At what point does nascence become a maturity of device? Is it linear time, or merely to exist within a pendulum of boredom where thoughts have moved on to other matters? Youth, in general, is expected to engage in folly; but of nascent knowledge, where the appended concept of the latter connotes an established fact, a truism tested, and a hypothesis verified – but yet to be tested by time-worn principles and assimilated into the cauldron of society’s greater mixture of things working, defects allowable, and warts acknowledged as harmless.
For, newness itself should not be a basis for permanency of status, and as knowledge cannot be verified until tested, so nascent knowledge is the dangerous of all because it combines the defiance of dual categories: Because it is new, it has not yet been tested; because it is “knowledge” unassimilated within the paradigms of commensurability like tectonic plates shifting to see what fits and what cannot be accommodated, so the lack of verification makes it that much more suspect. Yet, we celebrate nascent knowledge “as if” the preceding announcement itself is as exciting as the introduction of a product advertised.
Don’t you miss those days of gangsters and badlands, when cell phones and close circuitry of images were missing, such that the detectives had to actually pursue the criminals? Now, much of criminal investigation is reviewing of forensic evidence, and avoidance of conviction entails attacking the science of DNA analysis and the credentials of scientific application.
We have allowed for leaps and bounds over pauses of reflection, and never can we expect someone to evaluate and analyze an innovation and declare, “No, it just isn’t going to fit into the greater paradigm of our society”. Why is that? Is it because all souls are up for sale, and anything and everything that is deemed “new” becomes by definition that which is desirable and acceptable? Or, is it merely a matter of economics, that the survival of a company or product is based upon the announcement of a more recent version, and vintage of merchandise is left for those with nostalgic tendencies, old fogies who lack the vibrancy of youth and the cult of newness? That is, of course, where law and society clash; for, in law, the reliance upon constancy and precedent of legal opinions weigh heavily upon the judgment of current and future cases.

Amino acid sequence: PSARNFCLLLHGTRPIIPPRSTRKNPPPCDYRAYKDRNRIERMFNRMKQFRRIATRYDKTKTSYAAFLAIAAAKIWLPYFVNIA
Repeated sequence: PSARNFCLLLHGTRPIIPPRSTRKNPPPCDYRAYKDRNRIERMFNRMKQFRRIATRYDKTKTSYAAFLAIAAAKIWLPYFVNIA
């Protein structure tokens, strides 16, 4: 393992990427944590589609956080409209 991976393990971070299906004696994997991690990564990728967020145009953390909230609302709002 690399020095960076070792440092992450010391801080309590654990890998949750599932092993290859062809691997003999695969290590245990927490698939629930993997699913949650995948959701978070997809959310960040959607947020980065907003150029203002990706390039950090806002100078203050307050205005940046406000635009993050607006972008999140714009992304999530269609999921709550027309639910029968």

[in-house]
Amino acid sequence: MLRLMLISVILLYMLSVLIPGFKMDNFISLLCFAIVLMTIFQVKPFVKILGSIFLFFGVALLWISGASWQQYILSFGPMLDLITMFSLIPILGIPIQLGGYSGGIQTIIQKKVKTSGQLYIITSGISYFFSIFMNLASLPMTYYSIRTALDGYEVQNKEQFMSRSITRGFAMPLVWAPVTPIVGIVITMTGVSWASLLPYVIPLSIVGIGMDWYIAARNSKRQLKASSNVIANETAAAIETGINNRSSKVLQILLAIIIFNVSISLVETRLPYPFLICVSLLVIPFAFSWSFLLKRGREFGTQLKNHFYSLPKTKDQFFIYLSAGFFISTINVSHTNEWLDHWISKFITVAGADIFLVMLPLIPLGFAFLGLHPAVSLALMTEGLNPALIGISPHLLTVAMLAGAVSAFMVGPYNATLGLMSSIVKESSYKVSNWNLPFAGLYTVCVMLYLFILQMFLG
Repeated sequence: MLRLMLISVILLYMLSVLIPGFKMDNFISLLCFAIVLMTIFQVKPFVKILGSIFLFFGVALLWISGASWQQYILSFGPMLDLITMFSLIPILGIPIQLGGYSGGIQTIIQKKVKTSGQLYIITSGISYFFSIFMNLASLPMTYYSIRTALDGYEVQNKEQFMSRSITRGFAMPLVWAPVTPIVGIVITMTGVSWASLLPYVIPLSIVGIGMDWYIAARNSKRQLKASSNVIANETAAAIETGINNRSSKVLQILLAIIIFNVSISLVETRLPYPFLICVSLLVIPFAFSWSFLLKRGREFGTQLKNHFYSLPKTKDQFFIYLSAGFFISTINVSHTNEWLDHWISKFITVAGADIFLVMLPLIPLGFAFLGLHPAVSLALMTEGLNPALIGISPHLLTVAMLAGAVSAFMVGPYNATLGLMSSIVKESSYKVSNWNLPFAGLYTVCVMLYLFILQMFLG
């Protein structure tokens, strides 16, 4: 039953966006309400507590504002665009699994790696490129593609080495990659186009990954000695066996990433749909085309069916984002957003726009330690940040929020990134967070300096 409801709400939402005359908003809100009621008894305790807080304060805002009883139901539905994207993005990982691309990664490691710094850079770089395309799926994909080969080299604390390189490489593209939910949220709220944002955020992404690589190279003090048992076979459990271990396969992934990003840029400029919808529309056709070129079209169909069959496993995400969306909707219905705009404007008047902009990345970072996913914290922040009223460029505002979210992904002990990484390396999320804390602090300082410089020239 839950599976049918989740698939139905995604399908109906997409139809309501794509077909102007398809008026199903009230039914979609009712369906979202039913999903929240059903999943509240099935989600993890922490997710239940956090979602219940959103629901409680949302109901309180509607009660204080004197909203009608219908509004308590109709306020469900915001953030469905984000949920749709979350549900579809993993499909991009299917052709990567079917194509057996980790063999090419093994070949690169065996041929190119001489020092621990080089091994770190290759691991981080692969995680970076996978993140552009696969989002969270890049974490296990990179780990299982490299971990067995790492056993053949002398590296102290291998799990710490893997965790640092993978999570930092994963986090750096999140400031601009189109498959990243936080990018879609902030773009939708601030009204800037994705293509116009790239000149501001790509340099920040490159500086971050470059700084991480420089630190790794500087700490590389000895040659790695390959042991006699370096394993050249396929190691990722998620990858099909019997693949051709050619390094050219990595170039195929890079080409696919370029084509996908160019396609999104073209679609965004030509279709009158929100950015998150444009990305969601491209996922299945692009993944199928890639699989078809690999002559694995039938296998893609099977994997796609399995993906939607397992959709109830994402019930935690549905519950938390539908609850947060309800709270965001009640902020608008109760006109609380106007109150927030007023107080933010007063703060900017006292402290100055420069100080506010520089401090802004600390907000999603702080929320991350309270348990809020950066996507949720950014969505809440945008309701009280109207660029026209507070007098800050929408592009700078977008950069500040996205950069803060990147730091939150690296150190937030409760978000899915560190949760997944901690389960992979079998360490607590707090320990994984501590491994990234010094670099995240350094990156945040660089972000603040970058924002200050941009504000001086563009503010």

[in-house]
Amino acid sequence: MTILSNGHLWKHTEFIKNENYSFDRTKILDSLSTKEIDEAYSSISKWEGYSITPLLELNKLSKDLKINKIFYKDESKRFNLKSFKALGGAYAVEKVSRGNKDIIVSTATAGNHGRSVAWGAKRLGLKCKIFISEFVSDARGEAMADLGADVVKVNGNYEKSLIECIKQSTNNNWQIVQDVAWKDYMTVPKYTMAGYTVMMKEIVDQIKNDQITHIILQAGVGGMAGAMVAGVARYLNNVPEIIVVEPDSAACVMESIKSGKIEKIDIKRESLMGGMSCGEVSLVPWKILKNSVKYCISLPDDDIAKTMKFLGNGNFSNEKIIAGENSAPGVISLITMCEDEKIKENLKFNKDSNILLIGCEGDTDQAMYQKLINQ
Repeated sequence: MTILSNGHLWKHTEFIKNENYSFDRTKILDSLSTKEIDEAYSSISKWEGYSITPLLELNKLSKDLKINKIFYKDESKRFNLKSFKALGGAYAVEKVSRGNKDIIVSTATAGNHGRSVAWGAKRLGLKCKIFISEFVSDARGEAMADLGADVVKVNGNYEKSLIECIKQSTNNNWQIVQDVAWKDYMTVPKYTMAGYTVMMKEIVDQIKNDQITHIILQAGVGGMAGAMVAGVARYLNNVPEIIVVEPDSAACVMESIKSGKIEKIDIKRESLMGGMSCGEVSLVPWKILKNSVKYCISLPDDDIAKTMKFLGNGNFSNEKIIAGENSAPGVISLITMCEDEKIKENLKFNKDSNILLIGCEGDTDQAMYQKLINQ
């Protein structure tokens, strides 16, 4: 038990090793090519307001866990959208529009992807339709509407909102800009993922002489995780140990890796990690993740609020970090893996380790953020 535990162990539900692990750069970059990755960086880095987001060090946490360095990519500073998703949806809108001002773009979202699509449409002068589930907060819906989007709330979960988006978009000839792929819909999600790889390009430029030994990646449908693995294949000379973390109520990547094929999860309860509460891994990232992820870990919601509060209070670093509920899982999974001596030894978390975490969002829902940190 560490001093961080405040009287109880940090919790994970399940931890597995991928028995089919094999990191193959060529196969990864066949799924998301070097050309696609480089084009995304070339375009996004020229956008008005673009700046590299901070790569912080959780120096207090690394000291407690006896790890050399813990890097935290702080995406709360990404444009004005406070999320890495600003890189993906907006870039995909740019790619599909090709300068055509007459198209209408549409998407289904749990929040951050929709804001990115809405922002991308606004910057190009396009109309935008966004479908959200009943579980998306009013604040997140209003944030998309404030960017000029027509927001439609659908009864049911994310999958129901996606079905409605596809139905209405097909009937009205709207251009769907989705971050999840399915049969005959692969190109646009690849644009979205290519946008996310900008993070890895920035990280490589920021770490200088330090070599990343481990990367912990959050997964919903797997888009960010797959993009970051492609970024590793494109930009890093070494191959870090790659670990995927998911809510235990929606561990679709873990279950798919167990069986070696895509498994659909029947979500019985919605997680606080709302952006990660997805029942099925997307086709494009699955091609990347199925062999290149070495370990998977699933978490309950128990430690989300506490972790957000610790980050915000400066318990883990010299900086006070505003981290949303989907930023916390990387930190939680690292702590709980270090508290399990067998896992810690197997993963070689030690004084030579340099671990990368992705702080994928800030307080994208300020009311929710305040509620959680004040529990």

For the Federal employee or U.S. Postal worker who needs to file for Federal Disability Retirement benefits through the U.S. Office of Personnel Management, whether the Federal employee or U.S. Postal worker is under FERS, CSRS or CSRS Offset, the acceptance of nascent knowledge should include the medical condition, the current circumstances, and the present impact upon the Federal or Postal employee’s job elements. But as to nascent knowledge involving cases past and statutory interpretations of yore?
Those are the very basis upon which law operates, and for which nascent knowledge is anything but a folly untried and unintended for future use.
Robert R. McGill, Esquire